DURING a recent visit to Israel a fellow traveller asked the following question: Would an agnostic or someone whose faith had nearly lapsed be likely to discover or re-discover Our Lord in the Holy Places?
This seems to be another way of evaluating the historicity of the gospels. Do we know, from other than biblical sources, anything of the life of Jesus Christ? Very little.
But there is mention of Jesus in the first century by two Latin authors. Tacitus wrote that the Christians were named for a Christus who had been condemned to death by Pontius Pilate. And Pliny the Younger, in his Letter to Trajan said that Christians sang hymns to a certain Christus as to a God.
While we were looking round Caesarea — founded by Herod the Great and Palestine's capital for six centuries — I overheard a Jewish guide telling his group that there was no mention of Jesus in the writings of the Jewish author, Flavius Josephus.
Later I got into conversation with the guide in question and told him politely that he was wrong. Less polite was his reaction and he naturally didn't believe me. In fact Josephus, in his vast work on The Antiquities of the Jews, mentions James, "a brother of Jesus who is called Christ."
This, at least, makes an auspicious beginning for the objective seeker after Jesus in the Holy Land. Thereafter he must look to the scriptures and see if the "holy places" in that Land make the gospels come alive.
FOR most people, they do, though, naturally, they depend, to some extent, on the eyes of faith. Hence the difficulty of the original question. Can the sceptic be convinced?
No one could have been more of a sceptic than the 19th century orientalist and philosopher, Joseph Renan. But even he said something very interesting about the Holy Land. He called it the "Fifth gospel."
The only way to "read" this gospel is by trying to look beyound the hills of Galilee, the shores of Lake Tiberius and the walls of the Old City of Jerusalem, and to recapture, if possible, the scenes of 2,000 years ago.
It is necessary, unfortunately, to put aside images inherited from childhood and the equating of Christ's miracles with something akin to magic. The reality is more exciting, if, at times, bewildering and challenging.
Pilgrims, for example, are directed in their thousands to Nazareth to view the traditional place where Mary was visited by the Archangel with his stupendous message. A vast, modern and — to most people's way of thinking — very ugly basilica today surmounts the spot where the Annunciation might have occurred:
THE evangelists, however, do not agree as to where Mary and Joseph lived before the birth of Jesus. Though Luke favours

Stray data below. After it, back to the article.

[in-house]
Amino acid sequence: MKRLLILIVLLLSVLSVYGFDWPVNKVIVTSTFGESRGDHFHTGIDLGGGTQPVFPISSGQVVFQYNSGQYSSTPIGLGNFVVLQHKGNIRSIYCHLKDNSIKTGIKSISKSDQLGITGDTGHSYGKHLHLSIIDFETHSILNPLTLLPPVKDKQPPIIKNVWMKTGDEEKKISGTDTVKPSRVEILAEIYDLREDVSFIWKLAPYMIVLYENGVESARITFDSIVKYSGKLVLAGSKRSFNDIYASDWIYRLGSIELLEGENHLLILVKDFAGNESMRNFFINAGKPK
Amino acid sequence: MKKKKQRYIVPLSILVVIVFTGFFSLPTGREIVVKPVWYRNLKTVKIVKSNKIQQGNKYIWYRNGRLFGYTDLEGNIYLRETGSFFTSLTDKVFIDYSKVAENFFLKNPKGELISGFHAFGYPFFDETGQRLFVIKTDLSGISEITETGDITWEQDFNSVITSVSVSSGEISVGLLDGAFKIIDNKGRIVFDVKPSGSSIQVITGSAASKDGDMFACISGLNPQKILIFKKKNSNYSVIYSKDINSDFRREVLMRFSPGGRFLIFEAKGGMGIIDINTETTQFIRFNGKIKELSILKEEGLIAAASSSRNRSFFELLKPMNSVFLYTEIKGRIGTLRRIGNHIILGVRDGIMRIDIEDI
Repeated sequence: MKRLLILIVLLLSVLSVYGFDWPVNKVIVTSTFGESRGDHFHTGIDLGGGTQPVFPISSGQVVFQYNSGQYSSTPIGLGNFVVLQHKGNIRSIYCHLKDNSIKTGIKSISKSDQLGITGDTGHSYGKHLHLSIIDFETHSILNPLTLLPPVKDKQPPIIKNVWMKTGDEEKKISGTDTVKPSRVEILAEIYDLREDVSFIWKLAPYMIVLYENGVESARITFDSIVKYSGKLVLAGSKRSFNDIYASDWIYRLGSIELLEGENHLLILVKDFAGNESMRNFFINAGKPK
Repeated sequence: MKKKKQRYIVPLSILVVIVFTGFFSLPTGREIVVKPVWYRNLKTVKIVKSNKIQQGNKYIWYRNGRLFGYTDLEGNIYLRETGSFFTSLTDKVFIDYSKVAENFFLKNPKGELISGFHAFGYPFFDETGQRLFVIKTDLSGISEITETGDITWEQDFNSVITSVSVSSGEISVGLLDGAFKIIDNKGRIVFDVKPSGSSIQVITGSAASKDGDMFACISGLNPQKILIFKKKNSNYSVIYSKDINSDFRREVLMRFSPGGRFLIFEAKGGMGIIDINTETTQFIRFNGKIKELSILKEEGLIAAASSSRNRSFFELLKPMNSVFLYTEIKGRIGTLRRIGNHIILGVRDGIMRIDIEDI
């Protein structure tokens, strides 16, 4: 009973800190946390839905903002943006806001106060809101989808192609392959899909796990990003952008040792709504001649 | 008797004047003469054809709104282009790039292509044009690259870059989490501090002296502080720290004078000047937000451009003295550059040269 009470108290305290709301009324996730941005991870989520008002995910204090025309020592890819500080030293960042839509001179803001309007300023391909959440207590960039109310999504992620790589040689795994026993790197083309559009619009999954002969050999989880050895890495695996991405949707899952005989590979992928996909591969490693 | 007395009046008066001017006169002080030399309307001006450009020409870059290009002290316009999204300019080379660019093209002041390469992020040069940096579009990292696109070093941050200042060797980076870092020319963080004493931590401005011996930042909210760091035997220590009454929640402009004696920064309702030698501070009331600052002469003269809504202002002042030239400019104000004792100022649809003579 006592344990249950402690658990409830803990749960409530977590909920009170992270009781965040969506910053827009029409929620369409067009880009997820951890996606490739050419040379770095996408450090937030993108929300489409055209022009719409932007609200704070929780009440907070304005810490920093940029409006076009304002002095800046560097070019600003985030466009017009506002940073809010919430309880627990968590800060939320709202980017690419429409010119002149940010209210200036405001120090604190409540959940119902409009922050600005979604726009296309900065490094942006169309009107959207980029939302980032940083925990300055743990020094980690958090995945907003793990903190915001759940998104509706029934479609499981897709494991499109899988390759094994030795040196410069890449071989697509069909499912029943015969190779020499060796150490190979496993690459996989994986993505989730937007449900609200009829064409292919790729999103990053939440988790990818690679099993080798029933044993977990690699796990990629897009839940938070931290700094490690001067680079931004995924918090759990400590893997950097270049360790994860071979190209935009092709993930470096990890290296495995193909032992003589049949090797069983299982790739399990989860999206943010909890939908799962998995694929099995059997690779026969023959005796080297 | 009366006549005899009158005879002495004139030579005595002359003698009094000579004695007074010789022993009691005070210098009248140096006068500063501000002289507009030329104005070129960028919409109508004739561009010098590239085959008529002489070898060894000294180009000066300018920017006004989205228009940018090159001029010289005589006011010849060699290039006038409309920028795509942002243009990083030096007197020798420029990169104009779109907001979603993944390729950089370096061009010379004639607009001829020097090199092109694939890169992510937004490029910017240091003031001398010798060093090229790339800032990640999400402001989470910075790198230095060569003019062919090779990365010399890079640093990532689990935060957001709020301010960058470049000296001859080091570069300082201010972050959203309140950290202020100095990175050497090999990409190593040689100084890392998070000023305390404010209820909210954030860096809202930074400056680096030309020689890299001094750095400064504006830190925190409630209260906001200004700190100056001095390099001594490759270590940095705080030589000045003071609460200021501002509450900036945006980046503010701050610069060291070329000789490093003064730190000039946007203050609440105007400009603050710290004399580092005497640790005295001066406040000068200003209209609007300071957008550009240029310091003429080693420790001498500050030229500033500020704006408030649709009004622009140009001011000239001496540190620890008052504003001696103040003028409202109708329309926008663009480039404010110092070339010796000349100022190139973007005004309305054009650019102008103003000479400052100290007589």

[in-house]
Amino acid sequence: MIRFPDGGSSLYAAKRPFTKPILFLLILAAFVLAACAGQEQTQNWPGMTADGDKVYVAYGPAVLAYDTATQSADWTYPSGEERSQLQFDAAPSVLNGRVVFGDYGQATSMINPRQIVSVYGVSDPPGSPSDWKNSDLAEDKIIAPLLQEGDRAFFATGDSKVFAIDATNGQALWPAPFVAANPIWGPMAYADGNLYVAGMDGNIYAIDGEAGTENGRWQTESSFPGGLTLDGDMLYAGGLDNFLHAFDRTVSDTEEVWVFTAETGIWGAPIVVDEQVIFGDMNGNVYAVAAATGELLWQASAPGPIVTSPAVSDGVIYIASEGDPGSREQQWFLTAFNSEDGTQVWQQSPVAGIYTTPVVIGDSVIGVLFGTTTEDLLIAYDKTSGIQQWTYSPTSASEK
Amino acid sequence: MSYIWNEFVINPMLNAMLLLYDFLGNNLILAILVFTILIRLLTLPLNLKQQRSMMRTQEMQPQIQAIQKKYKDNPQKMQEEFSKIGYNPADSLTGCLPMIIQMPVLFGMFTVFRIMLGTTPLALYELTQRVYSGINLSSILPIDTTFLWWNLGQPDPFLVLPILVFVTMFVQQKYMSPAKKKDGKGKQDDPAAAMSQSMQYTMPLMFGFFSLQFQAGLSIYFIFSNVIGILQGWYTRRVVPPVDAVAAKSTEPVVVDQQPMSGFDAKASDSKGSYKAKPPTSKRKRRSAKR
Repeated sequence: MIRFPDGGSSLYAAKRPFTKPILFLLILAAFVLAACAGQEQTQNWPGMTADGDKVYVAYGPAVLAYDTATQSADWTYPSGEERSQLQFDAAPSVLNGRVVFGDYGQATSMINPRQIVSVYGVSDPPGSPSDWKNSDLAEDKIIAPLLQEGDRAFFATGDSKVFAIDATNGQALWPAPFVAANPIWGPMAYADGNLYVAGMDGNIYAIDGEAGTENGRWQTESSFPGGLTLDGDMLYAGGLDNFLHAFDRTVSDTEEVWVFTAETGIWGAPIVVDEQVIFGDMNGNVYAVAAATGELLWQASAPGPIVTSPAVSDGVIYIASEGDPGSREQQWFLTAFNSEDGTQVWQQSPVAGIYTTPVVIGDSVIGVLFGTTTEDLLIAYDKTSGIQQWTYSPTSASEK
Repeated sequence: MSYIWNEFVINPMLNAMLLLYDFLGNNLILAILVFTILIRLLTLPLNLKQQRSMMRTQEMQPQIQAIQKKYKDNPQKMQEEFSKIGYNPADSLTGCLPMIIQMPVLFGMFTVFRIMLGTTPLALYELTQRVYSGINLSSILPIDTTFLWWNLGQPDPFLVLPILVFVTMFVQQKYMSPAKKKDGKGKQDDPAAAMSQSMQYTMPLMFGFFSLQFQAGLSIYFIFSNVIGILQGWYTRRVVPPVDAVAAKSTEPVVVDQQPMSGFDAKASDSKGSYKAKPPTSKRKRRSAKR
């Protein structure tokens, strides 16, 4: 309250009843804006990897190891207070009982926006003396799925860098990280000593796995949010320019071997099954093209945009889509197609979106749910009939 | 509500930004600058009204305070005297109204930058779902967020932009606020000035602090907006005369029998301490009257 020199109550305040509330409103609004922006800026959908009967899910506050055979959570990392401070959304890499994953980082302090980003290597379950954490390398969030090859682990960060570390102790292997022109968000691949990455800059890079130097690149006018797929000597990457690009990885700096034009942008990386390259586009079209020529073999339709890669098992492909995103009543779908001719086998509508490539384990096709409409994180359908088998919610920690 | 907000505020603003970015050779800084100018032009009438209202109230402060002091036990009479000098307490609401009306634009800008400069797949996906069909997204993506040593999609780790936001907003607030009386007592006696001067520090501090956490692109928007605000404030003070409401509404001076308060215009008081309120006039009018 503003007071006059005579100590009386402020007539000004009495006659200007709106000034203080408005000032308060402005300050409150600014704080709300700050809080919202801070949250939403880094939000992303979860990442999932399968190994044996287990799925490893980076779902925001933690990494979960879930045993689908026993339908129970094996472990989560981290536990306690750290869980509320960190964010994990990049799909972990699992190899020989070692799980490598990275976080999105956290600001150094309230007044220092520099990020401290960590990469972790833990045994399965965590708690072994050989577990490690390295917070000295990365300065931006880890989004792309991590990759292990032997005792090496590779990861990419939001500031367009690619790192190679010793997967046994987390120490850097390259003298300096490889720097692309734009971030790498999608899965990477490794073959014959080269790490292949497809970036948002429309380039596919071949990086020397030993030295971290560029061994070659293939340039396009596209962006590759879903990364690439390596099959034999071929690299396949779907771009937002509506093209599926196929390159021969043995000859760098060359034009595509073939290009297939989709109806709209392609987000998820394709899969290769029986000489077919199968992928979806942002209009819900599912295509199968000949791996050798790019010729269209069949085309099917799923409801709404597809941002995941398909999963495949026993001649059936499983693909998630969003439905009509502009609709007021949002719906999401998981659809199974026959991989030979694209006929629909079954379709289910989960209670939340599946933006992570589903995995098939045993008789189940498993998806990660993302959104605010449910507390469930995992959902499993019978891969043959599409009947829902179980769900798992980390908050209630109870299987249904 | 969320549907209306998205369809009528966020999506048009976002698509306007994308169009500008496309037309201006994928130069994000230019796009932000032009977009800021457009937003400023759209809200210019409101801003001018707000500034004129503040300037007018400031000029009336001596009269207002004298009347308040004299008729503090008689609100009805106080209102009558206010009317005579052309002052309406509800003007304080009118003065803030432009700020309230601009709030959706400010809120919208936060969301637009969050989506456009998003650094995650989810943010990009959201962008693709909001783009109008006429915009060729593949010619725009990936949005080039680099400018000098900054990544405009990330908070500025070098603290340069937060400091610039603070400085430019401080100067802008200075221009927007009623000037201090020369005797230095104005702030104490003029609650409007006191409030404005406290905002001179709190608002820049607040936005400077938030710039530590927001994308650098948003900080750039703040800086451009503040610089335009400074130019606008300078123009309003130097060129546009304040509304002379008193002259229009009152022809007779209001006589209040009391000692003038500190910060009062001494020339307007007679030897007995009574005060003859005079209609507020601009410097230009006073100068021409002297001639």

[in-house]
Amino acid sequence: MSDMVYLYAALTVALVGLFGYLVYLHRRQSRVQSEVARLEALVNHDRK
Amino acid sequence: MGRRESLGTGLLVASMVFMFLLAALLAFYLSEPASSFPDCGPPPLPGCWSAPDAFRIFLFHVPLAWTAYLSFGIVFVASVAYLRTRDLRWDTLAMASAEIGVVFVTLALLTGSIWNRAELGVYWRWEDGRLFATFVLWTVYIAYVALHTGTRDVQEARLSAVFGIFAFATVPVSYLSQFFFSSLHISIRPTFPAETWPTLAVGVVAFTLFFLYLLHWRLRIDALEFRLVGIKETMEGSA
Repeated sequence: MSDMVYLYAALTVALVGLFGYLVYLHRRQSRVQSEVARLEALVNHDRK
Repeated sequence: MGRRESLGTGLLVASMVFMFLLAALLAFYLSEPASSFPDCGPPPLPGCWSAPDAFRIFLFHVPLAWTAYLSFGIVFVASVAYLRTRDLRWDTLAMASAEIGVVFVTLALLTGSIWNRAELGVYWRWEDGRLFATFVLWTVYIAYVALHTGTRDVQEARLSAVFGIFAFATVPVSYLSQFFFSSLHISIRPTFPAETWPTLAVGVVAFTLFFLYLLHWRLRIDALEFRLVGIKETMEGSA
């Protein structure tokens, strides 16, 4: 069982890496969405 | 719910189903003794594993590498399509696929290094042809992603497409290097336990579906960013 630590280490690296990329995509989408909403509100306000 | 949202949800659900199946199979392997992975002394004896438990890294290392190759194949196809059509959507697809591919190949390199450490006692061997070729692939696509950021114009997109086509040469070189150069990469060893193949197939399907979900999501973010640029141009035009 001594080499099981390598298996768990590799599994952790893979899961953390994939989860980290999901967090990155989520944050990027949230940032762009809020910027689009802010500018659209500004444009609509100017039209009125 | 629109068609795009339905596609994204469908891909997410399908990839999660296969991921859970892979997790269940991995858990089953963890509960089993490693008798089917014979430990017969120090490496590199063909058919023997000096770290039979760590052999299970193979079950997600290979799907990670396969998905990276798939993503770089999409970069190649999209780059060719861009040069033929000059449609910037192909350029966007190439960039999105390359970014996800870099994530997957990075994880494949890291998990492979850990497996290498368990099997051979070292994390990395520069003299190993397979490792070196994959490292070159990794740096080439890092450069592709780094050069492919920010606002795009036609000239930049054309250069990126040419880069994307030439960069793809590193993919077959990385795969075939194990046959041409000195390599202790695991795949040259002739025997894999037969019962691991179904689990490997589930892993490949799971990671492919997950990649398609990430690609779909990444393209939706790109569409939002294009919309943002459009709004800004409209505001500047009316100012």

Nazareth, Matthew implies that it was Bethlehem. The leading expert on the Holy Land, Fr Jerome Murphy-O'Connor, says that Matthew is more probably correct.
Were Nazareth their home, he argues, it would have been more natural to return there when Herod menaced the family than to go to Egypt. But Joseph was a Judean, and Judeans automatically thought of Egypt as a place of refuge.
If Mary lived near Jerusalem, moreover, it would have been natural for her to visit and stay as she did — with Zachary's wife Elizabeth, mother of John the Baptist. No young Jewish girl, on the other hand, would have been permitted to make the three-day journey on her own from Nazareth to the "Town of Juda" where Zachary and Elizabeth lived.
Pilgrims to Nazareth are also, as a rule, shown a cave identified, since the 17th century, as the workshop of Joseph. But this, says the learned Dominican Murphy-O'Connor, is merely "a pious tradition that has no foundation." The gospels, furthermore, designate Joseph simply as a "worker," ( Matt. 13:55), not specifically as a "worker in wood" or carpenter. He might have been something like a smith or a stonecutter.
Another cherished image shattered, one might say. But might not the sceptic take heart at this very point and come much nearer to the historical Jesus? For he, the sceptic, would prefer the frank facing of inconvenient facts to the perpetuation of familiar fables.
Jesus, moreover, did live in Nazareth as a boy and there visited a synagogue. Recent archaeological discoveries have had sensational results, particularly as to the uncovering of a pre-Byzantine shrine dating back almost to Apostolic times. Many stones were found to bear recognisable graffiti including the Greek for "Hail Mary," "Lord," and "Christ." (The sceptic should be getting less sceptical by the minute.)
AND so to Bethlehem, where the seeker after Jesus must first visit the "fields" near the town to see the sort of caves where the shepherds sheltered their animals.
In such a cave must Jesus have been born, though not necessarily on the spot now enclosed within a complex basilica.
Thus, as Hubert Richards points out in his Pilgrim to the Holy Land, "Bethlehem provides as good an example as any of the relative unimportance of authenticity. Who could ever guarantee the exact location of